In the City (The Jam song)
|This article does not cite any references or sources. (May 2008)|
|"In the City"|
|Single by The Jam|
|from the album In the City|
|B-side||Takin' My Love|
|Released||29 April 1977|
|Producer(s)||Vic Smith and Chris Parry|
|The Jam singles chronology|
"In the City" was the debut single by English mod revival/punk rock band The Jam from their album of the same title. It was released on 29 April 1977 and reached No. 40 on the UK Singles Chart in May 1977, making it their first Top 40 single and the beginning of their streak of 18 consecutive Top 40 singles.
While only a minor hit on the charts, the song was the UK's first introduction to The Jam, and was characteristic of Paul Weller's youth anthems—mod-influenced celebrations of British youth—that dominated the band's early output. These songs help catalyse the mod revival.
Musically, the song is in the vein of the band's first album, a mod/punk number influenced by The Who's early music, but with an energy and attitude updated for the punk era. "In the City" borrowed its title from an obscure Who song of the same name, which was released in 1966 as the B-side of the "I'm a Boy" single (and which can now be found as a bonus track on most CD re-issues of their 1966 album A Quick One). The Sex Pistols' single "Holidays in the Sun", released six months after The Jam's "In The City", took its descending introductory chord pattern from the latter.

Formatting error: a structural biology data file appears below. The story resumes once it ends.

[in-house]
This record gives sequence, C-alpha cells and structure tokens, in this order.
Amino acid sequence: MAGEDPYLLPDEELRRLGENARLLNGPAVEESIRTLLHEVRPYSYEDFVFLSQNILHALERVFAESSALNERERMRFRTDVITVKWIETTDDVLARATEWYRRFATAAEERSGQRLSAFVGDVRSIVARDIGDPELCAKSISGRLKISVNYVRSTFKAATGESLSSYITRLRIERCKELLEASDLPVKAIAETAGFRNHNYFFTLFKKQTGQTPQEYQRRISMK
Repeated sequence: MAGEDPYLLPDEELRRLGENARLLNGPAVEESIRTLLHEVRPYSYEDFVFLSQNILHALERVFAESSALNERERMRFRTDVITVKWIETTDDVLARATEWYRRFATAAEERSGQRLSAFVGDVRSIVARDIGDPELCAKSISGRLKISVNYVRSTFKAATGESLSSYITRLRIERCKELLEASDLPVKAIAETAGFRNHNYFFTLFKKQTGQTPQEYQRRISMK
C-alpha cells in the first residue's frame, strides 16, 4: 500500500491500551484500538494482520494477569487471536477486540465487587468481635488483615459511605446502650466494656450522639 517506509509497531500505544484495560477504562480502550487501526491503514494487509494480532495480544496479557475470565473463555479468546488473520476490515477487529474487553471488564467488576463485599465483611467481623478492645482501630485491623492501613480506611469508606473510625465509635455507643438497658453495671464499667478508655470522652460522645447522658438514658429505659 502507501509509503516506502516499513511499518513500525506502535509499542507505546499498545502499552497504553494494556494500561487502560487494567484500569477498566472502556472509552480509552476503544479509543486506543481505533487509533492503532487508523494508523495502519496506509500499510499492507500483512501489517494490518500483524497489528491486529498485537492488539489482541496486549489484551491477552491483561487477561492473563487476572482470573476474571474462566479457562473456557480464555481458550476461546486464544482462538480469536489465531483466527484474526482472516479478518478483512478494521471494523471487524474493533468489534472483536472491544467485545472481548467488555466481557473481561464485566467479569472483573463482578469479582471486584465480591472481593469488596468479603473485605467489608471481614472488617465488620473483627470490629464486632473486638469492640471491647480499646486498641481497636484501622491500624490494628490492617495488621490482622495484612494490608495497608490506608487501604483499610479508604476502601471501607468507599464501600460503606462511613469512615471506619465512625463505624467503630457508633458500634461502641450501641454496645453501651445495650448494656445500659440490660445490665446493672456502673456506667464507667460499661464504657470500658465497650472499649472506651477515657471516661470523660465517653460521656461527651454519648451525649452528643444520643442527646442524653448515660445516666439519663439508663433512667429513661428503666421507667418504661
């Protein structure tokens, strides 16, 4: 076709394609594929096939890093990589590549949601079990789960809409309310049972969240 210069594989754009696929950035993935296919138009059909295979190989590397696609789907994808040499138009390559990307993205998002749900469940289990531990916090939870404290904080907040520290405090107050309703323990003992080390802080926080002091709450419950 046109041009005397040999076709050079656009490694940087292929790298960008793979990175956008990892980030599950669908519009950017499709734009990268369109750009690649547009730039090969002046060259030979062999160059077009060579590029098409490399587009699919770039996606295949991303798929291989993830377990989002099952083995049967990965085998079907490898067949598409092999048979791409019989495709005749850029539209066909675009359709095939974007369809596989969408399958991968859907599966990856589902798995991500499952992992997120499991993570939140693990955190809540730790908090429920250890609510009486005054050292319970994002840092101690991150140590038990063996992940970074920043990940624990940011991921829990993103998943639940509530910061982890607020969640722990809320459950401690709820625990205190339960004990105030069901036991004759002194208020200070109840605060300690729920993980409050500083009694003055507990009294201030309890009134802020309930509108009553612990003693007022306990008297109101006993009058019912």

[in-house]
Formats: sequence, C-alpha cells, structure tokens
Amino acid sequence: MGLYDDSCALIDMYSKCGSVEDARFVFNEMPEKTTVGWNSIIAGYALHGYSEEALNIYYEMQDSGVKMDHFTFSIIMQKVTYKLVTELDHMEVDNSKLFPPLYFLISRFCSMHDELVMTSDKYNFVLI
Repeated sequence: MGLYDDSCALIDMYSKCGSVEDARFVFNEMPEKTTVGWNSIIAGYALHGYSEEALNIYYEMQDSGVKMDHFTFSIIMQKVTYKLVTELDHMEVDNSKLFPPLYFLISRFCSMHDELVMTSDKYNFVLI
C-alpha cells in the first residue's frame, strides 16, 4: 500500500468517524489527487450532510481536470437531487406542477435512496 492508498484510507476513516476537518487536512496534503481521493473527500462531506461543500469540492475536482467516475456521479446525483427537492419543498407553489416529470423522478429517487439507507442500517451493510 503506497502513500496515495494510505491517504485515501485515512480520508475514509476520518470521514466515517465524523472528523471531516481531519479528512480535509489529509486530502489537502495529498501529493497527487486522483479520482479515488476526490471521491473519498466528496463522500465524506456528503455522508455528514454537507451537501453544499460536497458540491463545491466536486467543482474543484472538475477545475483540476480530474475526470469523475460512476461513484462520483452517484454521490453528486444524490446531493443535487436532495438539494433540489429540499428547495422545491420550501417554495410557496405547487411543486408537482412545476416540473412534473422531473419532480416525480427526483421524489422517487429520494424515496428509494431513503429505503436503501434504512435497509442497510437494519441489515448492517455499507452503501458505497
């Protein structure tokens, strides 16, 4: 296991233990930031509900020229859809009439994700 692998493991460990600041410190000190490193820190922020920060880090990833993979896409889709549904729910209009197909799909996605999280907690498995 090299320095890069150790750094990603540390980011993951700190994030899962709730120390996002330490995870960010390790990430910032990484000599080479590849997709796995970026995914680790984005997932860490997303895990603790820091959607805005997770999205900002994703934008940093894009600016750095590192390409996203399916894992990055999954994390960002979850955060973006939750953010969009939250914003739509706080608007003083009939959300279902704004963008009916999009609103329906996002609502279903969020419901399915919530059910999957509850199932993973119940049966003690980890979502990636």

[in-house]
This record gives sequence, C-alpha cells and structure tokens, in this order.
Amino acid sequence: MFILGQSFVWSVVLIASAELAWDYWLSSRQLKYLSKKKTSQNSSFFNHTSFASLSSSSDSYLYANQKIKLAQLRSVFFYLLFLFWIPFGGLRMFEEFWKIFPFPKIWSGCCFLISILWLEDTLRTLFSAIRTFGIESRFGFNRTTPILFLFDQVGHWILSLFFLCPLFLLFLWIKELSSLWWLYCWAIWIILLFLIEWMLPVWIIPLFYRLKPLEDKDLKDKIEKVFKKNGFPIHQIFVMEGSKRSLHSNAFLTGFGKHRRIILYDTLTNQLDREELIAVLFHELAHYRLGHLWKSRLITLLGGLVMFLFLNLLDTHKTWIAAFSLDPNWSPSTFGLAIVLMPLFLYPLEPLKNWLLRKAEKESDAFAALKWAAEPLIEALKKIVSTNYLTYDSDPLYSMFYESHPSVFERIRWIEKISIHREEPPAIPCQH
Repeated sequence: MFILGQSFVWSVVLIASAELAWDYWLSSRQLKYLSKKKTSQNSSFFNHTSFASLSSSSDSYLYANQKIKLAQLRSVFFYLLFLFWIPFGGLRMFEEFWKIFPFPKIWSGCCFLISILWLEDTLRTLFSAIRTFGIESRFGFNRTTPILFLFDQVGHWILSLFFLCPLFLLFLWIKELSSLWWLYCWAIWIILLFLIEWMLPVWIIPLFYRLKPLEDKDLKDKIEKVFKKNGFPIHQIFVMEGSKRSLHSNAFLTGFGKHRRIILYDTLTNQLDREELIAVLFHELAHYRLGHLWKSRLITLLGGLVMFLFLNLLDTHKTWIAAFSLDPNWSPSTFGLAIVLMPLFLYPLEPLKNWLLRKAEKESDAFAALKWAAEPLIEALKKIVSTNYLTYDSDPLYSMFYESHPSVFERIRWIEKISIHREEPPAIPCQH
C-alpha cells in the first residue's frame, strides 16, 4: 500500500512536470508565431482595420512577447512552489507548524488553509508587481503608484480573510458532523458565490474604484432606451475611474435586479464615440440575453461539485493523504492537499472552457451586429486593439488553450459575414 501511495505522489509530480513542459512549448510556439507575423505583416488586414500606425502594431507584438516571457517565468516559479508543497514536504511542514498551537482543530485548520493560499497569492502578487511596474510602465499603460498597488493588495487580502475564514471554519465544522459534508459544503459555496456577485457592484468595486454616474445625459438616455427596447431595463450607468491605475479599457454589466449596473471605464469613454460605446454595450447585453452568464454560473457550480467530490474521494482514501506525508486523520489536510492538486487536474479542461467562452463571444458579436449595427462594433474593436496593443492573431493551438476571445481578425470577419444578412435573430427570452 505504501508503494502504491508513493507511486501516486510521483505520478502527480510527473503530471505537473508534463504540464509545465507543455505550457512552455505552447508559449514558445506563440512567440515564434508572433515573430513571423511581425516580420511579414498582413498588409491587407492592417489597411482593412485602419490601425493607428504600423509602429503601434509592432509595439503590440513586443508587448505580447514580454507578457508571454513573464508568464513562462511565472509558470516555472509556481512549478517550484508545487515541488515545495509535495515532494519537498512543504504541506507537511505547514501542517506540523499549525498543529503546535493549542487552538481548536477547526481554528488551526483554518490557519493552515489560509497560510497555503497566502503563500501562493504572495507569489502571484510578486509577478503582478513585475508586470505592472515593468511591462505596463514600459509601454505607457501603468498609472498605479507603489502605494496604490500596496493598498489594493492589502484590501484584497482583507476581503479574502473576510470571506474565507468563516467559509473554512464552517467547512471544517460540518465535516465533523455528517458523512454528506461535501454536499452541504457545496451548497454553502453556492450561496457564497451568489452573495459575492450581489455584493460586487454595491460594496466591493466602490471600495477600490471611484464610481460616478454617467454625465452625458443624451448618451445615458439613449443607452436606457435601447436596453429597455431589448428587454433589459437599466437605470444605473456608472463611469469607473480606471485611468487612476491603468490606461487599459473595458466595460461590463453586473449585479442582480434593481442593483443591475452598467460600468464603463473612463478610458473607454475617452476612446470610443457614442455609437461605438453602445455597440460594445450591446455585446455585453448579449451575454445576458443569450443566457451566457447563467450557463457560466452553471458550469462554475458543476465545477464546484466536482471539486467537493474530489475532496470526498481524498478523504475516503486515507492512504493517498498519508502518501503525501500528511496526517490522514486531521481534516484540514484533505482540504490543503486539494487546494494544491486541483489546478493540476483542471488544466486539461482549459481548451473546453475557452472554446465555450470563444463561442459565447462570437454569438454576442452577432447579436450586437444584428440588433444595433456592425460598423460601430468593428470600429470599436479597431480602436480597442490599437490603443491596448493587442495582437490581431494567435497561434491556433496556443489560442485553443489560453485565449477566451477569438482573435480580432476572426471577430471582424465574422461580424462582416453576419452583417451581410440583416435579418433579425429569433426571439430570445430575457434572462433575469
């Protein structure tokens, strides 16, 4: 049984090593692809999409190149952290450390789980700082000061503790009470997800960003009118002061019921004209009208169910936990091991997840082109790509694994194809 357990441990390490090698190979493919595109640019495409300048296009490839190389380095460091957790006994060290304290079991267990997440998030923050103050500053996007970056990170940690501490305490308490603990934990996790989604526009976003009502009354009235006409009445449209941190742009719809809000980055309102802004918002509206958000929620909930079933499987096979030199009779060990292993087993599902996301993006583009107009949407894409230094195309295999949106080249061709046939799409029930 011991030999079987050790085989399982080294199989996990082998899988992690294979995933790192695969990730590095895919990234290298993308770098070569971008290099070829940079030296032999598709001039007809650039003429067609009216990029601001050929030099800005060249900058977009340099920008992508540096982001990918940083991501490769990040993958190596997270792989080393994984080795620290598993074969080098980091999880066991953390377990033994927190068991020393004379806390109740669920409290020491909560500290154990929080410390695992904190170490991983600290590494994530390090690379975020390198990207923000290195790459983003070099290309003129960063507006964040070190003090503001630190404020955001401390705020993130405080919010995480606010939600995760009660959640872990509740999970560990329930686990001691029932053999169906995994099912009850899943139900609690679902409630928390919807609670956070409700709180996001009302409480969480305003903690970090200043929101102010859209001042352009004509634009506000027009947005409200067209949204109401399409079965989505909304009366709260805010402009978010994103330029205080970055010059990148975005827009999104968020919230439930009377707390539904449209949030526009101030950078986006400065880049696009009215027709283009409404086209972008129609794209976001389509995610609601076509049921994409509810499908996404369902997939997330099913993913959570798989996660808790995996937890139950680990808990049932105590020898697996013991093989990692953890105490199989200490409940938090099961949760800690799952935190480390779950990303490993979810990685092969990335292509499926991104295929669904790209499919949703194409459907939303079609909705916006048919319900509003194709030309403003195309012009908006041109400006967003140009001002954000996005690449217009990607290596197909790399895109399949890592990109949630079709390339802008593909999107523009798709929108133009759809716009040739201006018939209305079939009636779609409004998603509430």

Lyrically, the song is a celebration of youth in the big city, and of what Paul Weller called the "young idea", reflecting Weller's optimism for the punk movement. There was also a direct reference to police brutality: "In the city there's a thousand men in uniform/And I hear they now have the right to kill a man".
The single, with the B-side of "Takin' My Love" was the only Jam single to hit the UK Top 40 on three different occasions, with a fourth near miss. After "Going Underground" became the band's first number one single in 1980, Polydor decided to re-issue all nine of the group's prior singles. The singles all performed respectably for recent reissues, but "In The City" was the only one to make the Top 40 again, peaking at No. 40 for a second time. After the band's break-up at the end of 1982, Polydor re-issued every single in the band's career in early 1983. Four of the re-issues made the top 40, but "In The City" fell just short at No. 47.
In May 2002, Polydor Records decided to commemorate the 25th anniversary of The Jam by re-releasing their debut single in its original packaging, in its original 7" vinyl record format and at its original price of 75 pence. The limited pressing sold out immediately, and the song made the Top 40 one more time, peaking at #36; higher than it ever did in its original release and two subsequent reissues. It became the first single to chart in the UK Top 40 based alone on limited edition 7" sales since the late 1970s. Only one single ("Freakin' Out" by Graham Coxon) has since charted in the UK Top 40 alone on limited edition 7" single sales.